"In American [horror] filmmaking, you know, the girl goes into the forest — 'Don't go in there!' — and she's gonna yell, get slashed and possibly show her breasts," complained Gellar, whose character did more or less exactly that in "I Know What You Did Last Summer." "This is much more on a mythological level. It's much more beautiful."

"I asked Shimizu why he wrote the film and he said it's actually about the oppression of women," she added. "When for so many years women have been put down they have all of this rage. And it's about how all of that builds up and can be passed from person to person."

Behr came onboard for many of the same reasons. And having a friend to take in Sumo wrestling with him helped, too. "I've known Sarah for about 10 years, so it was a really great opportunity to be out in Japan with a buddy," said the Minnesota-born actor, who appeared as a wannabe vampire on an early episode of "Buffy the Vampire Slayer."

They both own akitas and are fascinated by the stories surrounding the Japanese dogs. Jason's gone samurai-sword shopping and Gellar has roamed the streets with her own camera, loving the fact that the Japanese aren't too familiar with her. "Even while on vacation in Bali I had a cab driver call me 'Buffy.' To be able to come here and have the same experience as everyone else is amazing," she said.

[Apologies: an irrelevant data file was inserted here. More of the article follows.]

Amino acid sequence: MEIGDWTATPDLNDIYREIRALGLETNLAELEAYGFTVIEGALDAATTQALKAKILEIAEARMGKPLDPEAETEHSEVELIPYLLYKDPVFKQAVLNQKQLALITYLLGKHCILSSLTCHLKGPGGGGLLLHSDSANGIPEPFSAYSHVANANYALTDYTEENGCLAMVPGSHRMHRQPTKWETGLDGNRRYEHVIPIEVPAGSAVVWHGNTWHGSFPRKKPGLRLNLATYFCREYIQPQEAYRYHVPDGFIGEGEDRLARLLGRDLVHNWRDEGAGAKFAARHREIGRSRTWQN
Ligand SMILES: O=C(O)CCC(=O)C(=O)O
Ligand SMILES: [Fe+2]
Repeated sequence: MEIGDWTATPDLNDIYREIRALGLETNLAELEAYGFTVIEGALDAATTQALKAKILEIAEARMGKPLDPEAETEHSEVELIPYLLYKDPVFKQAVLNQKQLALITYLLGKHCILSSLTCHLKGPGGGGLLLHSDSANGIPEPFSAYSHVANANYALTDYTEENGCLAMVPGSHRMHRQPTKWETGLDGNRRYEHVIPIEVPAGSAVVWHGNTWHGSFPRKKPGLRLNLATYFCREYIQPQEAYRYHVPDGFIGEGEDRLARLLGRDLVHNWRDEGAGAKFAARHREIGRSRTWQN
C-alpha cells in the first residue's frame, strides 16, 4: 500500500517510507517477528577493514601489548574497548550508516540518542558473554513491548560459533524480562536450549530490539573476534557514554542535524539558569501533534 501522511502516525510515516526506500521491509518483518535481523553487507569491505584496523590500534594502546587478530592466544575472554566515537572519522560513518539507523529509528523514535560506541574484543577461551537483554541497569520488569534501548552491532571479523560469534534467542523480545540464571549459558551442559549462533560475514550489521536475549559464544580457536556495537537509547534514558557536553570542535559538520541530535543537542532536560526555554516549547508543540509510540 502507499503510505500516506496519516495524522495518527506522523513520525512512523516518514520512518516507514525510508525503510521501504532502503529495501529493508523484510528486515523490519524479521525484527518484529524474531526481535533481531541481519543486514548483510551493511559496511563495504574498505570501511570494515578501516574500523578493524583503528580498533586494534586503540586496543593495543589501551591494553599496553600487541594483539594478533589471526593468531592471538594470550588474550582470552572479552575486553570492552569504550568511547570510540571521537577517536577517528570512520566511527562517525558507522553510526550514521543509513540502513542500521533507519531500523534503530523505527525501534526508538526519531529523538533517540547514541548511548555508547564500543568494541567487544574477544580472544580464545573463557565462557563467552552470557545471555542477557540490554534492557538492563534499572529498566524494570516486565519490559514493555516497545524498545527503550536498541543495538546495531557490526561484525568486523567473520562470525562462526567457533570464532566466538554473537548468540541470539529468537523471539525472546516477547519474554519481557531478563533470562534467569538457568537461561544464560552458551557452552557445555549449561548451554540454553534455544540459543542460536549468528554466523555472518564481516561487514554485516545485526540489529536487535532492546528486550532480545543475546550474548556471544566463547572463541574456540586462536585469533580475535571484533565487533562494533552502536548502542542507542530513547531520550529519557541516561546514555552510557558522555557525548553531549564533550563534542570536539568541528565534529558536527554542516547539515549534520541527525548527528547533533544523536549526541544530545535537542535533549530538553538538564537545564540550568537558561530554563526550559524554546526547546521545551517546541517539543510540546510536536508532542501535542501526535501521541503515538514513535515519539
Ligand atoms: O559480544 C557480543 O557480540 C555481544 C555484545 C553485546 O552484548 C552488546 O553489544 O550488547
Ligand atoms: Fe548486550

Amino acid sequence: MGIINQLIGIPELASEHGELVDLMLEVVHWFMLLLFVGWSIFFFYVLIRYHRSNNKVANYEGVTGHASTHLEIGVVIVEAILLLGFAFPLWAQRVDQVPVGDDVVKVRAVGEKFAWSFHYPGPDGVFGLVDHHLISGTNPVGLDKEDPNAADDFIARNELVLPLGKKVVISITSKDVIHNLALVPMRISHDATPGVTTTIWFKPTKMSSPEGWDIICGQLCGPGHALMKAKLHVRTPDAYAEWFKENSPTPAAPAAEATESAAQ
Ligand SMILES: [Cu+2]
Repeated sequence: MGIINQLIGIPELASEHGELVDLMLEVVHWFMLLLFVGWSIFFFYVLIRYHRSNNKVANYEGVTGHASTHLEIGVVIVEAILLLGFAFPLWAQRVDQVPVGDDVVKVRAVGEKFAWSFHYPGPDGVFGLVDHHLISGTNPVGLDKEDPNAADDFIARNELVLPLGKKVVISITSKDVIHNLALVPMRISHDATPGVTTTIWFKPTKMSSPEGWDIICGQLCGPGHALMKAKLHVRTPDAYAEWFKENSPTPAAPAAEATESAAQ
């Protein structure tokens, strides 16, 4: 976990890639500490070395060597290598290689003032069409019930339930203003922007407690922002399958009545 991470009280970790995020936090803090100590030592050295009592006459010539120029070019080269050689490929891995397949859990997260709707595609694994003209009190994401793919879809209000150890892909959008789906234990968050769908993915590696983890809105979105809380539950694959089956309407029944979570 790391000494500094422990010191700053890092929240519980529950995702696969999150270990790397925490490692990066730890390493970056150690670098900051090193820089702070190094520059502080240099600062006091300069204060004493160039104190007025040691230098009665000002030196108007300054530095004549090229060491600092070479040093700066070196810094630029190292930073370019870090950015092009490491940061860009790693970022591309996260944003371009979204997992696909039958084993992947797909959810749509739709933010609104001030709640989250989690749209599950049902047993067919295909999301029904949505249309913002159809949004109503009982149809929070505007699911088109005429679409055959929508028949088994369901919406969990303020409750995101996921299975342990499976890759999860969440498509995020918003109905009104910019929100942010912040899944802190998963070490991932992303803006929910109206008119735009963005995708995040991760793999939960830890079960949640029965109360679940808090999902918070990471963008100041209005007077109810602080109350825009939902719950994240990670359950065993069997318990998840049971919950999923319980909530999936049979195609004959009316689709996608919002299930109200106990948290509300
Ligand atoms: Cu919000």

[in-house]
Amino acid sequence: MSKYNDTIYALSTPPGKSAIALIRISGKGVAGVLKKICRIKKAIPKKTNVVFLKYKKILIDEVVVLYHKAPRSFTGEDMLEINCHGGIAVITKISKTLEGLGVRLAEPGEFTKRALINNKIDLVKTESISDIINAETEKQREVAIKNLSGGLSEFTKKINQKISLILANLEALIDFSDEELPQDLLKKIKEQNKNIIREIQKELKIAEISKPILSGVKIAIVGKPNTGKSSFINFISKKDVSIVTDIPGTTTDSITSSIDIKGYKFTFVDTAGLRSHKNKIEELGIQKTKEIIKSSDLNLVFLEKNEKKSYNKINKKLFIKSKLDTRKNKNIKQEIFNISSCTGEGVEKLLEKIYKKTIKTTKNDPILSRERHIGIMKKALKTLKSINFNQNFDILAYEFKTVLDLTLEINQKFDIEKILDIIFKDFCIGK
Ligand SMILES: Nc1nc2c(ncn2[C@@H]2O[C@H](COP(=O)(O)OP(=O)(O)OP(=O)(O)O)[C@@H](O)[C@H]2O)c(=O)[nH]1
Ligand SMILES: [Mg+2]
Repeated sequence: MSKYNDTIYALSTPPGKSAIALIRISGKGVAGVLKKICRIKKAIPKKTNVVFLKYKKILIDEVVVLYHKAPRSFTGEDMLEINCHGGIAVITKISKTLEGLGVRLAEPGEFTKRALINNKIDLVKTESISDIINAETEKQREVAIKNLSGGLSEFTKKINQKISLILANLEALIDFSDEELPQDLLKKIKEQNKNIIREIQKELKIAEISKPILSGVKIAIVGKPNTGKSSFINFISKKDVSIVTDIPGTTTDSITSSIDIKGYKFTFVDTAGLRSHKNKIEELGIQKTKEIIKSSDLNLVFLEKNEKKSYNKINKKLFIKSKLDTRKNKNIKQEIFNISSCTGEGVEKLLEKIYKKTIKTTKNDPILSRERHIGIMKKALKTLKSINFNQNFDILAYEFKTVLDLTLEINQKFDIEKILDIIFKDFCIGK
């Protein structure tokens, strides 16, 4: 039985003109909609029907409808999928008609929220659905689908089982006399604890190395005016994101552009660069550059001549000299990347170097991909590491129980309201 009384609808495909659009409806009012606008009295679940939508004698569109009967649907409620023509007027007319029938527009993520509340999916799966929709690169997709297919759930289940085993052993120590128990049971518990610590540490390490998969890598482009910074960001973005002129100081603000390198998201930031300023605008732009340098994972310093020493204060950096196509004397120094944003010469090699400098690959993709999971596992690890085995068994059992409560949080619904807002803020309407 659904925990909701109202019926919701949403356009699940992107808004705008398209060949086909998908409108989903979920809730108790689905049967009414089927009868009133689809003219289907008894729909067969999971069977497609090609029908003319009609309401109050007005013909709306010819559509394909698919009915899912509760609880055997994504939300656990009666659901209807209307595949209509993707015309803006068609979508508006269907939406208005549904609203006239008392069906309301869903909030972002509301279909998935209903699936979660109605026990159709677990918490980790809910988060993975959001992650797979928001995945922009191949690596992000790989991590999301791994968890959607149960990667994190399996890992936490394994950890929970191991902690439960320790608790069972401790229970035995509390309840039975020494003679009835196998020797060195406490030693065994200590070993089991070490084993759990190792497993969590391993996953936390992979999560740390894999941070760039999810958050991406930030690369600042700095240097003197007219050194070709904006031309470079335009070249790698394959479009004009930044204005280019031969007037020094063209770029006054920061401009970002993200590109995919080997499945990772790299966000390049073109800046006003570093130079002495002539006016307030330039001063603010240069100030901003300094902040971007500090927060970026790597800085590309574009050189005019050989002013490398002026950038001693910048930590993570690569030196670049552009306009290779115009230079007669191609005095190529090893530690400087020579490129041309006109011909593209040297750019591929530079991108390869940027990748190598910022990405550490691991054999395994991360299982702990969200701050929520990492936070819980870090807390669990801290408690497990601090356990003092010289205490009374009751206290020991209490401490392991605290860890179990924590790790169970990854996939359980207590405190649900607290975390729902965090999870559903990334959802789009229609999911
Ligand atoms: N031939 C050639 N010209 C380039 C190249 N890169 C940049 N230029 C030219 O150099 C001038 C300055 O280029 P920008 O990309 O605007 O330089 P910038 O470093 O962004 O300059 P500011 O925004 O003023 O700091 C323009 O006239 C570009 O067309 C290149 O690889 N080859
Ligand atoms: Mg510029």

And they've both committed a few faux pas. Gellar often forgets to wear socks with her Ugg boots and, in a country that expects you to take off your shoes just about everywhere, that can be embarrassing.

 MTV News: Movie House Short

And on the set the language barrier isn't the only problem. It's not appropriate to leave food lying around, as Gellar often did on "Buffy" with her bananas and Balance bars. Directors don't yell "Action!" after the click of a slate. And they are inclined to move on after fewer takes.

"In Japan, if I'm satisfied with one take and the actor is satisfied, we are just going to do it once," Shimizu said. Over the course of production he became accustomed to the American actors (and producers) asking for more takes, which, he admitted with a grin, "is a lot of trouble to deal with."

Gellar and Behr's TV backgrounds — Gellar started out on soap operas — helped them feel somewhat prepared for the fast-paced shooting style, and ultimately, with "Roswell" and "Buffy" off the airwaves, they were both more than happy for the chance to reinvent their work habits.

"I had a really amazing experience for eight years of my life, and that's a very, very long time," Gellar said of the show that brought her stardom. "And I would never try to duplicate ['Buffy']. It would be impossible. The reasons why I left were personal and so that I could do things that were a little bit different.

"And in terms of new experiences on a personal level, I can't imagine anything more different after eight years of the same thing and the same crew and being familiar and comfortable," she concluded, "than coming to Japan where the director and I don't even speak the same language."

"The Grudge," which also stars Kadee Strickland ("The Stepford Wives") and Sam Raimi's cameo-grabbing brother, Ted, wrapped production earlier this year. It's expected in theaters in the fall, while Shimizu's 2003 version of "Ju-On: The Grudge" is getting a limited release in the States next month.